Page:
Follow-up: Printing with HTML and CSS
Jimmy Breck-McKye <jb527 -at- hotmail -dot- co -dot- uk>
techwr-l -at- lists -dot- techwr-l -dot- com
Thu, 18 Aug 2011 23:18:03 +0100
Firstly, thanks to all who responded to such a nebulous and open-ended
Listening to the feedback on this list, and speaking to some colleagues, the consensus seems to be:
1. Whilst CSS isn't *bad* at setting out printed materials, it isn't sufficiently powerful for major jobs.
2. I'll probably have to work with wikis and CMSs that take most print control away from me anyway,
3. Whilst it's great to get to know XML and XSLT well, in practice, my proposed methods would involve reinventing a lot of wheels. Whilst building my own XSLT toolchain might be great training experience, for practical purposes I'd be better using existing XML toolsets like Docbook and DITA (as Richard Hamilton suggested)
It was interesting to read John Allred's account of the unfortunate legacy of SGML's demise. Like him, my perception as a newcomer to the field is of a wide array of confused, half-functional applications. One of the reasons I thought about a pure XML toolchain the first place is because all the other tools I've seen leave me thoroughly underwhelmed. Framemaker seems far too much hassle for what I want to actually do. LaTeX offers great flexibility but power that I'll never need. There's some interesting open source XML tools out there, like Syntext, but they feel unfinished.
As for the way forward, Prince XML sounds interesting (and anything simpler than FO is always a good thing). I'm tempted to stick with XML because we do indeed re-use a lot of information (we roll out lots of *slightly* different iterations of our product), and because the devs are keen on integrating XML docs into the application's embedded help.
Thanks for the insights.
> Date: Sun, 14 Aug 2011 20:55:40 -0500
> From: jack -at- allrednet -dot- com
> To: techwr-l -at- lists -dot- techwr-l -dot- com
> Subject: Re: Publishing / typesetting print documentation in HTML + CSS (+JS)
> At some point, someone here is going to slap my wrist for posting
> things just a little too far off the topic and just a little too long.
> I think Richard covered the question you asked pretty well, Jimmy. So,
> I would hope, there is some slack for stretching out on this particular
> topic. The only thing I would add to Richard's response is that even
> CSS 3.0 is a poor tool for producing text truly intended for a print
> format. For your desktop printer, or for other informal documents, it's
> fine. But for any structured document--book, magazine, newsletter, user
> documentation--where layout of the page is critical, there are precious
> few controls for crafting a well-laid out document. Try kerning text or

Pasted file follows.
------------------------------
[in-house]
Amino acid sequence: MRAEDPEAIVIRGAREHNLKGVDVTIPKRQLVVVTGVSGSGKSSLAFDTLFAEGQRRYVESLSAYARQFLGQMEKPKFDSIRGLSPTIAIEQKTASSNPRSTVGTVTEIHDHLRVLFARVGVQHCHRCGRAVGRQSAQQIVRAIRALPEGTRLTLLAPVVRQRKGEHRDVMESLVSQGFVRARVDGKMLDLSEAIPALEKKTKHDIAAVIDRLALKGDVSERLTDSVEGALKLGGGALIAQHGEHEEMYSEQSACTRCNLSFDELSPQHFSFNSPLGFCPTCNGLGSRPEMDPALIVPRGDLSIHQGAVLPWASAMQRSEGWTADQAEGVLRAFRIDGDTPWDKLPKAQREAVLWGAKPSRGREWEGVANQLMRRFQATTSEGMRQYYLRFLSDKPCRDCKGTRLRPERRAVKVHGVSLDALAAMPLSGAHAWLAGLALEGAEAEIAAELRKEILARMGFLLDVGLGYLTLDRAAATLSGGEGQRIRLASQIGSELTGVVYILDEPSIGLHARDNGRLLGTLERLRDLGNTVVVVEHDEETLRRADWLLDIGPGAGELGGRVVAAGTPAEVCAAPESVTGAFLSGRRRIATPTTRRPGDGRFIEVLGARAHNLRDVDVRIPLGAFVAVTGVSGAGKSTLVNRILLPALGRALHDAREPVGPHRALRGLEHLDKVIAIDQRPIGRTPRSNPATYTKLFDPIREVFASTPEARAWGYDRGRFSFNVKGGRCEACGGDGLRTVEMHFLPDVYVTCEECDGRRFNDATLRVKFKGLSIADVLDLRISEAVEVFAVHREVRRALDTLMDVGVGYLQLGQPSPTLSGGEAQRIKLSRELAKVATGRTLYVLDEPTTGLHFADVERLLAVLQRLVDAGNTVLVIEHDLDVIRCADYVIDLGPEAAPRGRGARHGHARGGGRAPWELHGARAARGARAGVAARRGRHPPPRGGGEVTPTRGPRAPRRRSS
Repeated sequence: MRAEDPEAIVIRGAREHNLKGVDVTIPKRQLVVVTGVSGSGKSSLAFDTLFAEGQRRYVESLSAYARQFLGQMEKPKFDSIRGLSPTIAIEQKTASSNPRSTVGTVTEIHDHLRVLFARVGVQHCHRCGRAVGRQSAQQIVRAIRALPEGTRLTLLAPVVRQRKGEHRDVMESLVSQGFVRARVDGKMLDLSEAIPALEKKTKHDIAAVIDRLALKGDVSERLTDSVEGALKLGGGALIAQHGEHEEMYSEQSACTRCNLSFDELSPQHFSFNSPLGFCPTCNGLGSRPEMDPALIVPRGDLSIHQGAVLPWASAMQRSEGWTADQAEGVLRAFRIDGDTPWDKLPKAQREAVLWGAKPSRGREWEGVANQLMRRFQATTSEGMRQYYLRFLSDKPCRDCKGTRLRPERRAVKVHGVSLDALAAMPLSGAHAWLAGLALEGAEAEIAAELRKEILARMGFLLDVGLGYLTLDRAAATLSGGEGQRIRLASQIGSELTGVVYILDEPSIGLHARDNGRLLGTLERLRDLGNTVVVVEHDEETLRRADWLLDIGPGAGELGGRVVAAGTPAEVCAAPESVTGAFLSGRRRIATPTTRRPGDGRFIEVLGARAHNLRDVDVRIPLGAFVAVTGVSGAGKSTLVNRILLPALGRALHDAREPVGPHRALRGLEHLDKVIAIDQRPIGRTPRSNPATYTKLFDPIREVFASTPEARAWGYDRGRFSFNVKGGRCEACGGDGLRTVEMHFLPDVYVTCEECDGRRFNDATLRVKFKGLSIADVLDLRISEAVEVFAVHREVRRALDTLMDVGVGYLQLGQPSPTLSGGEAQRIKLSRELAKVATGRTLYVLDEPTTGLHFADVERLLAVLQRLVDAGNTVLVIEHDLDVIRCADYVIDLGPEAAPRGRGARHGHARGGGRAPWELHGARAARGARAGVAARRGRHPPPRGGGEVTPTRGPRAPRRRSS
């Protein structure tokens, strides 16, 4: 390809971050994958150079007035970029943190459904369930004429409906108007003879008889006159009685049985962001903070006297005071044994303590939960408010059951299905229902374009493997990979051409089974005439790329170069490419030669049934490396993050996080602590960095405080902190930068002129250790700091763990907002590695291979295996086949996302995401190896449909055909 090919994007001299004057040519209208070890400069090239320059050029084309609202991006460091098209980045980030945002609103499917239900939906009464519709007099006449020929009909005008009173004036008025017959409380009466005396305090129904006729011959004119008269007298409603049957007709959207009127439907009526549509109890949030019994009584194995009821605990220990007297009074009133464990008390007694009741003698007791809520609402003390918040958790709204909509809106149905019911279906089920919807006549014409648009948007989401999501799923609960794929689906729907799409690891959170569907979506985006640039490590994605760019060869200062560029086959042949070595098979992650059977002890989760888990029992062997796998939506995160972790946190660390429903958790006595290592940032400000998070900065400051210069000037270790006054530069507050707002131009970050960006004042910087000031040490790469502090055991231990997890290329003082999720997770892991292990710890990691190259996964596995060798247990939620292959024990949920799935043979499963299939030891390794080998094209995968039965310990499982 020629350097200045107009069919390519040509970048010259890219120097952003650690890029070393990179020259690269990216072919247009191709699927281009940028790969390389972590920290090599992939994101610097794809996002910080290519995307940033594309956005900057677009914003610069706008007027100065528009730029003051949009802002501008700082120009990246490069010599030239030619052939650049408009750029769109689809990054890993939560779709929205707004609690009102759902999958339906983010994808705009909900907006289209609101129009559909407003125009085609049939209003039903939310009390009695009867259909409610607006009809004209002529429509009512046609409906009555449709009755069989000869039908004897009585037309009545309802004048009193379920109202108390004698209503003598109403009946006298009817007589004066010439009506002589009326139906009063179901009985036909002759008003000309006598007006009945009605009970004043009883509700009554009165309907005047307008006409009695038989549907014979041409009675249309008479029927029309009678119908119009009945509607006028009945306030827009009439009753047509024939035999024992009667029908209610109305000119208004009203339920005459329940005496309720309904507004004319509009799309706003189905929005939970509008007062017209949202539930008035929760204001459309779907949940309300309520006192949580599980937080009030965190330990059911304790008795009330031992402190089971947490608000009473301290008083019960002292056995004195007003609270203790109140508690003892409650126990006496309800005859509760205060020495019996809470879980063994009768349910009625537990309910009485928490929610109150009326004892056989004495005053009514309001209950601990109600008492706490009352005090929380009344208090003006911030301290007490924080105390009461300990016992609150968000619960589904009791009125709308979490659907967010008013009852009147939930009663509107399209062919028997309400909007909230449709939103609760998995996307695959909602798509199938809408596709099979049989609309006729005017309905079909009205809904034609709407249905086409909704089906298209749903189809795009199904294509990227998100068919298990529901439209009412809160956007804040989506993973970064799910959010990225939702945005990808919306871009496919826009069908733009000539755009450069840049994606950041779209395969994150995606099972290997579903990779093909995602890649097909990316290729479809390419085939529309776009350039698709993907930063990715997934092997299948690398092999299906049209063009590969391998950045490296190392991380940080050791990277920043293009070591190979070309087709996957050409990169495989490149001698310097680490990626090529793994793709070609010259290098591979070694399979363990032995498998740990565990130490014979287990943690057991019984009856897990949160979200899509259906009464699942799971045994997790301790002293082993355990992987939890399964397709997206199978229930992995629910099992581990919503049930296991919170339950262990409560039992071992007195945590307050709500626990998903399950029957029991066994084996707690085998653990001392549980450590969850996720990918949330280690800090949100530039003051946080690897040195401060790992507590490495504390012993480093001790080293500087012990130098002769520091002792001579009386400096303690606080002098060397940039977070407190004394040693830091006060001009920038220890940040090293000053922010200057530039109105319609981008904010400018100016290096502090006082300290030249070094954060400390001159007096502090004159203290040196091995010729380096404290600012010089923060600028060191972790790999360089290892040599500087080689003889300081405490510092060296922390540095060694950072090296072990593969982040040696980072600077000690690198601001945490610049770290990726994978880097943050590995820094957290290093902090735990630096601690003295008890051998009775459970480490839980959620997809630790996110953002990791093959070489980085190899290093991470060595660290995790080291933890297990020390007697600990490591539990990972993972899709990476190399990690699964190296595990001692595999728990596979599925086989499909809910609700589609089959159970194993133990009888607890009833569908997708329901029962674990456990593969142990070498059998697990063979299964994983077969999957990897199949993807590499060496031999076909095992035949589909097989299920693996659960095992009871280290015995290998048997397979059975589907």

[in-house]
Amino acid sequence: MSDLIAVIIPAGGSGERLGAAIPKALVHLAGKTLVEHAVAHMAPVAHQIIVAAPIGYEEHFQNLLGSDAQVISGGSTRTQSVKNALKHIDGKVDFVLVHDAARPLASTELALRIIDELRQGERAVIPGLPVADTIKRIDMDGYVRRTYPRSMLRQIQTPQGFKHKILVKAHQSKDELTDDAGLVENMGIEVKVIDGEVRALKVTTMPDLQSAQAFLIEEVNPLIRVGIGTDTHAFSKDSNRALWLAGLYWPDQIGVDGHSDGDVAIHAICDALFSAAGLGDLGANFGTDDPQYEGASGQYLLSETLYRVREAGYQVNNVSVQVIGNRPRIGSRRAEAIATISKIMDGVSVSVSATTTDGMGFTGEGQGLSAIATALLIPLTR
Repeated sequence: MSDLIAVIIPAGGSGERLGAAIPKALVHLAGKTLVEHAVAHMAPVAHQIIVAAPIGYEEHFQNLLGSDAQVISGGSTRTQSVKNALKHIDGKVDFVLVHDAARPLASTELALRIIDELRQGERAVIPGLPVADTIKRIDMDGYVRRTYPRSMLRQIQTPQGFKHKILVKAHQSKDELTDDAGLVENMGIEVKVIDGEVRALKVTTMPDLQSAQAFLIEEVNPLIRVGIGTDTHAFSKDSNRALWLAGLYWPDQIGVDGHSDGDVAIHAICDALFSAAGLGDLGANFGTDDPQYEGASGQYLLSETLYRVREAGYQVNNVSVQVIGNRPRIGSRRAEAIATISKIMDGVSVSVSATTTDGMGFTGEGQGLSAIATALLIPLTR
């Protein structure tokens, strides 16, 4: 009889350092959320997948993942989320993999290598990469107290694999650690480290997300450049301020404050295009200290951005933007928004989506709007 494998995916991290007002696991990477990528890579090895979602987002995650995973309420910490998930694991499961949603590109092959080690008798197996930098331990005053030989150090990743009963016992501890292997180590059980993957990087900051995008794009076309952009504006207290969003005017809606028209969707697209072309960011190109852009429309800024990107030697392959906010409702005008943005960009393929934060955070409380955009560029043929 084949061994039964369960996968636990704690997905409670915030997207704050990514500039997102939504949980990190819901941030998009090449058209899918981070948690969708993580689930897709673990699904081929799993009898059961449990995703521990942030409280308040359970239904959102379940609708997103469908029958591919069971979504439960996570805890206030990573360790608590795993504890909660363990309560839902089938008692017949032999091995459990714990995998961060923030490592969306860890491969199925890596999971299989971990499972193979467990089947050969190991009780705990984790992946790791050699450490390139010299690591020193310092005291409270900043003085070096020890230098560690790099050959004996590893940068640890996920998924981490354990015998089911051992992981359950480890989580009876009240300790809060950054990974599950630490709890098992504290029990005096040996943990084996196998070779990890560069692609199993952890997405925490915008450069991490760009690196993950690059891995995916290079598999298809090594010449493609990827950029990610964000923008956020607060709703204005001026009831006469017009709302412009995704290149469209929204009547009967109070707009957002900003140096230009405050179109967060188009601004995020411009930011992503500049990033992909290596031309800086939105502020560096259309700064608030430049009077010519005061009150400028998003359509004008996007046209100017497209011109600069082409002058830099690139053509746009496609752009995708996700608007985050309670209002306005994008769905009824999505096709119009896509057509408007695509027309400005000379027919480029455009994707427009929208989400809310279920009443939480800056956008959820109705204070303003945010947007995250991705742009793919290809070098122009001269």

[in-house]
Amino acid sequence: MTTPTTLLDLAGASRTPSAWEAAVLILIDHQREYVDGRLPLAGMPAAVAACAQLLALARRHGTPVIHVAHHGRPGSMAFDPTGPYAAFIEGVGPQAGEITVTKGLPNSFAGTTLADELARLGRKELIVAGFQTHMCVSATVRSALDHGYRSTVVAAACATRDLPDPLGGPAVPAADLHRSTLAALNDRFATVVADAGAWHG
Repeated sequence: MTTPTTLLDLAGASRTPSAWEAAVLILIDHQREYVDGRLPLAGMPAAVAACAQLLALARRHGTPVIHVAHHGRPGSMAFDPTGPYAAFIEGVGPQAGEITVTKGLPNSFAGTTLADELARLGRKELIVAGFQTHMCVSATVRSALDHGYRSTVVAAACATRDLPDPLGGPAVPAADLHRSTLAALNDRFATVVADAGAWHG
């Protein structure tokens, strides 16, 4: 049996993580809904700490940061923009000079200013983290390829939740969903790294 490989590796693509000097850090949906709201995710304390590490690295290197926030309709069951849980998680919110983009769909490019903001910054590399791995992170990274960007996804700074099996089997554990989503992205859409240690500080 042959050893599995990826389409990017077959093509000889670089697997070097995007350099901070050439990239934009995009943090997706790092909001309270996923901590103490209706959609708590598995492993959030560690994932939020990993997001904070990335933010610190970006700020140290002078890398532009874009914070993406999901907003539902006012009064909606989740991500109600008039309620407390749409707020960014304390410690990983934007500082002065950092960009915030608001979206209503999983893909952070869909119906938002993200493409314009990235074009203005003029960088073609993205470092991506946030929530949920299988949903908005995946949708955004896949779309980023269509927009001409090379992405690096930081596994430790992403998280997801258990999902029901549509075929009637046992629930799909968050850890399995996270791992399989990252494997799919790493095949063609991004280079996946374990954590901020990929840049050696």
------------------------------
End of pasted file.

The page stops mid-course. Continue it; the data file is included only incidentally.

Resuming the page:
> wrapping text around an irregularly-shaped object using HTML/CSS. Try
> creating dynamic, running headers or footers.
> Conversations here have spasmed over the different ways to try to
> handle the nesting of numbered bullets. It's far easier to take a
> document developed for print and port it to HTML. For PDF output, it's
> as simple as hitting the Print button. Your page layout or--god
> forbid--word processing app has taken care of the formatting to a
> particular paper size already. The idea of going the other way, except
> for churning out queries of raw data and producing a PDF on the fly
> from the web server, baffles me. It's useful to remember that,
> nowadays, the vast majority of content has no real structure and can be
> presented sloppily and informally, and no one will much care. So
> porting a web page to print is probably no longer a concern except to a
> few craftsmen.
> Jimmy, what you're asking about takes me back some 25-30 years. Way
> back, before the World Wide Web and HTML, and before Desktop
> Publishing, even, there was an esoteric language known as SGML, which
> stands for Standard Generalized Markup Language. While SGML is still an
> integral part of the WWW family of languages, its inception was in
> printing. I never used it directly, but I was aware of it soon after my
> entry into DTP with Ventura Publisher's version 2. SGML was developed
> for newspapers, magazines and books. But, it contributed strongly to
> what we now know as XML. eXtensible Markup Language. Kinda has a ring
> to it.
> When Ventura Publisher (VP) was originally developed at Xerox PARC, it
> made use of this language under the hood, but it didn't give the user
> direct access to it. Because of this power of structure, Ventura
> Publisher became the king of PC-based publishing. It had incredible
> power to control every nuance of page layout using definable rules,
> which it, and every other application since has called Tags. Nothing on
> the Mac ever rivaled its power in the first decade or so. VP survived
> several owners, including Corel, until its final release in 2002 as
> Version 10. Many awful, but popular, packages, like Aldus PageMaker